Music Camp – 1993

I flew into Bozeman, Montana, and was assigned a roomie. We met in the hotel, a Western style, plaid shirt type of place. Her name was Wendy, and she was much younger than I and very pretty. The evening meal was steak and baked potatoes, the last meat we’d have for a week. When I decided to go to the music week, I’d talked with Judy Pfeil, the woman who ran it, and she said there would be music all week with groups and individuals and lots of free time. I wanted to reacquaint myself with the guitar and bask in women’s music as well as write and relax.

From Bozeman, we drove to Big Timber and camp, a former youth camp used by MoMaMu, the name of the women’s week in the wild. We numbered 100 women from all over the country—most knew Judy Fjeil and had been part of the group at least once before. There were some women my age, both gay and straight, married and single, so I fit in okay. There were community meals, showers, workshops, and evening music. Songs of women’s power and strength with Judy and her friend, Jean, and her excellent fiddling leading us each night. We sat in a huge circle and introduced ourselves before the singing.

There was a central building, cabins and space for tents. I opted for a cabin the first night. One of my cabin mates had a buckwheat pillow and woke in the middle of the night with a mouse around her head eating the pillow. She screamed and threw the pillow and the rest of the night we all felt invisible mice on us. The next night I put up my tent, which was on a small hill and I had to keep pushing myself back or I would have rolled down. (Obviously, I wasn’t an experienced camper.) I woke around midnight to go to the bathroom and was afraid to venture to the latrine in the dark, so I tried to pee outside without getting it all over me and was less than successful. I ended up taking a shower at one o’clock in the morning. I didn’t like the cement floors in the “latrine” and it was cold. It was bad enough I had to go in there to the bathroom. That was the end of my tenting, and I went back to the cabin to sleep.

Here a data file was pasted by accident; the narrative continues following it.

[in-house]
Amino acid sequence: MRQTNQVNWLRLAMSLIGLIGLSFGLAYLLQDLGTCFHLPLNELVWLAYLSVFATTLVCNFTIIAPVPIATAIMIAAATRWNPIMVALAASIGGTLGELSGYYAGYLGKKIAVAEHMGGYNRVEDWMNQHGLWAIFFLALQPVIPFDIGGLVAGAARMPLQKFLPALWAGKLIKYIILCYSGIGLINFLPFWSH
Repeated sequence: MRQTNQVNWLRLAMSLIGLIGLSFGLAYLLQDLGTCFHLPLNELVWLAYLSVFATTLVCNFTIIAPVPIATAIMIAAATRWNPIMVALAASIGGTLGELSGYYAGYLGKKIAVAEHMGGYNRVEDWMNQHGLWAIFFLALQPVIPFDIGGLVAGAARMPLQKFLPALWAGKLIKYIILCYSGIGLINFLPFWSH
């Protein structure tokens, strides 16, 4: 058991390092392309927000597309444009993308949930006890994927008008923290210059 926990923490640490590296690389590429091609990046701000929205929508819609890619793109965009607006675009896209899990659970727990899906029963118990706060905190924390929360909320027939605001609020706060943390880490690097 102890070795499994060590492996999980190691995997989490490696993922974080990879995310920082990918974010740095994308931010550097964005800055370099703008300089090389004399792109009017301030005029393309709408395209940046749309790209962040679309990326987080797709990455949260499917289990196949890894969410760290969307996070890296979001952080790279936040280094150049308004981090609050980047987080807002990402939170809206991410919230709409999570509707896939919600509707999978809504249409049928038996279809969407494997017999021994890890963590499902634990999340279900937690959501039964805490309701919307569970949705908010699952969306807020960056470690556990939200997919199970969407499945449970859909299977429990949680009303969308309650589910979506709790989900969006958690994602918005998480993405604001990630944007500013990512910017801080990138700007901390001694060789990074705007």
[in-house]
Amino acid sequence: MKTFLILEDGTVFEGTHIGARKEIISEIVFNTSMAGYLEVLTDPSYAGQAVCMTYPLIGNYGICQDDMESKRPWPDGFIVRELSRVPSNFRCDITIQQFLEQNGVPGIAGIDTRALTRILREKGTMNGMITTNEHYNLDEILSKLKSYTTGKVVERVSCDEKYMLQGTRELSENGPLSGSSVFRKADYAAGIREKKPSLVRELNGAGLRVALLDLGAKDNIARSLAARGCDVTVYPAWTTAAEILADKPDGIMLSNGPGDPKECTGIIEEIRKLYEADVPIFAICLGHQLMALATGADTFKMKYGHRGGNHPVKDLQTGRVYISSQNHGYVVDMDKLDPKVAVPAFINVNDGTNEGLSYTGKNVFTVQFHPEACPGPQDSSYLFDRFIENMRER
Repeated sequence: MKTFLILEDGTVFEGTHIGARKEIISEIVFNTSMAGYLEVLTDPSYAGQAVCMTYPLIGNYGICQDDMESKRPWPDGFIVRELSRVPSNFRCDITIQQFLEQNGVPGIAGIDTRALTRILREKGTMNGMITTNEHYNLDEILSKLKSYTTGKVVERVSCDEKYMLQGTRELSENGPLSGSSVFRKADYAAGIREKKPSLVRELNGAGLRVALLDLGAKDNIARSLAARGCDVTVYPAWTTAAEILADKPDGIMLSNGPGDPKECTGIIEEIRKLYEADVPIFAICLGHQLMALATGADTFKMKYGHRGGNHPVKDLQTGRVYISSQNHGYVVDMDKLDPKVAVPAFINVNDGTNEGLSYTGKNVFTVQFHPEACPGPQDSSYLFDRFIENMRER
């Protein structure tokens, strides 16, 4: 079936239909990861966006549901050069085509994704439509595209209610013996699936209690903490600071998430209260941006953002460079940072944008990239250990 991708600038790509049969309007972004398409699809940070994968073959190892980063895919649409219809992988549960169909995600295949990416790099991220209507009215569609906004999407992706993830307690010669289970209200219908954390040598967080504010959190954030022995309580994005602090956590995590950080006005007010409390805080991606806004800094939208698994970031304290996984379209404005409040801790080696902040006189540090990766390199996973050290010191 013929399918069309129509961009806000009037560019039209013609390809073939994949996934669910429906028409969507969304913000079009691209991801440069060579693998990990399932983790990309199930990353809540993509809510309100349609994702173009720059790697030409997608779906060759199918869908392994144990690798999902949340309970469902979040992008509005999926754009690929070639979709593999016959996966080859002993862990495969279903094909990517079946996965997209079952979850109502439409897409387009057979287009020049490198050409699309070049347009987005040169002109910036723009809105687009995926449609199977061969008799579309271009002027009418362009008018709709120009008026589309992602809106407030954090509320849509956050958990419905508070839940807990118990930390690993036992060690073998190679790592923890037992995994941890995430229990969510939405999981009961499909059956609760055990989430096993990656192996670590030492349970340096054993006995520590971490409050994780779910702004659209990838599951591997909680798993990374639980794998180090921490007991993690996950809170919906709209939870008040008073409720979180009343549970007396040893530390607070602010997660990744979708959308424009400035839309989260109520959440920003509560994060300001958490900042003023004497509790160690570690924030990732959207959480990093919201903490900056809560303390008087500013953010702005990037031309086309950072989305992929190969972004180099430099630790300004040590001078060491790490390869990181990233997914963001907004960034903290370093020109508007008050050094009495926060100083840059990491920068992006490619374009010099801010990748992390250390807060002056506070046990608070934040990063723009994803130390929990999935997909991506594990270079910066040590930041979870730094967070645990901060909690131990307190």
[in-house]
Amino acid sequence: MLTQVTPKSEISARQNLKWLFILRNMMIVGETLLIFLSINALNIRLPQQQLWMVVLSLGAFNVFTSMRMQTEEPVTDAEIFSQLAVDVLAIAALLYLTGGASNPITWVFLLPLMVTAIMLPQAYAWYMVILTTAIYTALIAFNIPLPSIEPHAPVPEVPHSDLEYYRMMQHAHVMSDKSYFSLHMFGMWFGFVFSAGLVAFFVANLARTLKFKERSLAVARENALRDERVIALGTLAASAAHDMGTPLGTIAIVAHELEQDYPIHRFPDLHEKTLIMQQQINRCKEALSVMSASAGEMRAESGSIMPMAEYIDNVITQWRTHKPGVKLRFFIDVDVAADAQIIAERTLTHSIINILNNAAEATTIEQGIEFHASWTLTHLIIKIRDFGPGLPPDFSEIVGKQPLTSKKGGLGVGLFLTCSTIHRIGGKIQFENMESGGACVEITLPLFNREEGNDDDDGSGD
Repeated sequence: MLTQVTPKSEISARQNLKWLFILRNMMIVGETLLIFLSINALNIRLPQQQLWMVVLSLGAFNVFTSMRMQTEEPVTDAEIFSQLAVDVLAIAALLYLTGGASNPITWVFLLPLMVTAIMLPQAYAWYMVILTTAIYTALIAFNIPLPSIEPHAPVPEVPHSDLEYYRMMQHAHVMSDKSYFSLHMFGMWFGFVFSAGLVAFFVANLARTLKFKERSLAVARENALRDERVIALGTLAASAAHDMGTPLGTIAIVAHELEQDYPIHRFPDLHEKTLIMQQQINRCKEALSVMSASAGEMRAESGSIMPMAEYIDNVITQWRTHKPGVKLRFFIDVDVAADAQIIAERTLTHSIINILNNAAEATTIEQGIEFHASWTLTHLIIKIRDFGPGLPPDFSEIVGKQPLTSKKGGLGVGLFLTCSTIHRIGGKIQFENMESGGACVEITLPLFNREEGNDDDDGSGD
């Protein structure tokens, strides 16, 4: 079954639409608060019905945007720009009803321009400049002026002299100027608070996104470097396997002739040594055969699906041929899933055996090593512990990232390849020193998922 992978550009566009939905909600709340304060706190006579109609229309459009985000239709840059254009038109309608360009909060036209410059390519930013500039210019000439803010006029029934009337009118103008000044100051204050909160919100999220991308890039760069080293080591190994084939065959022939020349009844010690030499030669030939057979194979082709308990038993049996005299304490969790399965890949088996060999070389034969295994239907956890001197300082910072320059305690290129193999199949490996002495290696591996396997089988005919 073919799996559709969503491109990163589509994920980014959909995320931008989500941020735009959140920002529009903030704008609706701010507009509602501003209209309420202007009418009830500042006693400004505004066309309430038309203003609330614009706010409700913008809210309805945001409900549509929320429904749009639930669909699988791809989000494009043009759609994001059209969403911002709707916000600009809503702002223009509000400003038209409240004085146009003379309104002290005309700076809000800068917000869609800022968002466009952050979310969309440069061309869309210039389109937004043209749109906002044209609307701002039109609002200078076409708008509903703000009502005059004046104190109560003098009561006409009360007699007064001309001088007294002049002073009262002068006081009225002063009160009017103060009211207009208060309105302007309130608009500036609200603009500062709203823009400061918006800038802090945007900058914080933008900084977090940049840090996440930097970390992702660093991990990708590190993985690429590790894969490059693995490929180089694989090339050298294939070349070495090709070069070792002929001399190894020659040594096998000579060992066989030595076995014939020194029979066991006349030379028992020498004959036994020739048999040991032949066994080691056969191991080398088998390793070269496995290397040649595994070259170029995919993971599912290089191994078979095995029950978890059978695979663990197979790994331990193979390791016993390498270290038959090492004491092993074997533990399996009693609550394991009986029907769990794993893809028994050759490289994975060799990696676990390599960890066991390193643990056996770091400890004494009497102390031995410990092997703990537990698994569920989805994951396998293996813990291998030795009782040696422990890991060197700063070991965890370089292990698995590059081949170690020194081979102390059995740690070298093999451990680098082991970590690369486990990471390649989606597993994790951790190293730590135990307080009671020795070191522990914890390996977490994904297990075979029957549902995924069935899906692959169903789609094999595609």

Conversations with the other women were interesting and personal. Irene told me she was bisexual, married to a minister, and this yearly music camp was the only time she could allow herself to be gay. Many of the gay women had been married when they were younger and had grown children with varied acceptance of their mother’s new life. Another young woman’s partner was pregnant with their baby and she worried about her being alone. We relieved her stress by telling her about our pregnancies, and a few stories popped up about delivering babies in unexpected places like a cab or the car on the way to the hospital.

The sing-alongs, led by Judy and Jean were wonderful, and we all felt the community life of the camp. One night during sharing and sing-along, a mouse came out into the main room, walked slowly and dropped over dead, no one appeared to think of disease just the sadness of the mouse dying.

On the first night I was self-conscious (as usual in a group of people). I imagine the women thought I was either stuck-up or a snob. One woman asked me to dance; they were doing line dancing. I declined, not knowing the dance and not wanting to trip all over myself trying. Jean led us in the singing, Judy joining in with her guitar and lovely voice. Many of the women had brought instruments and played along.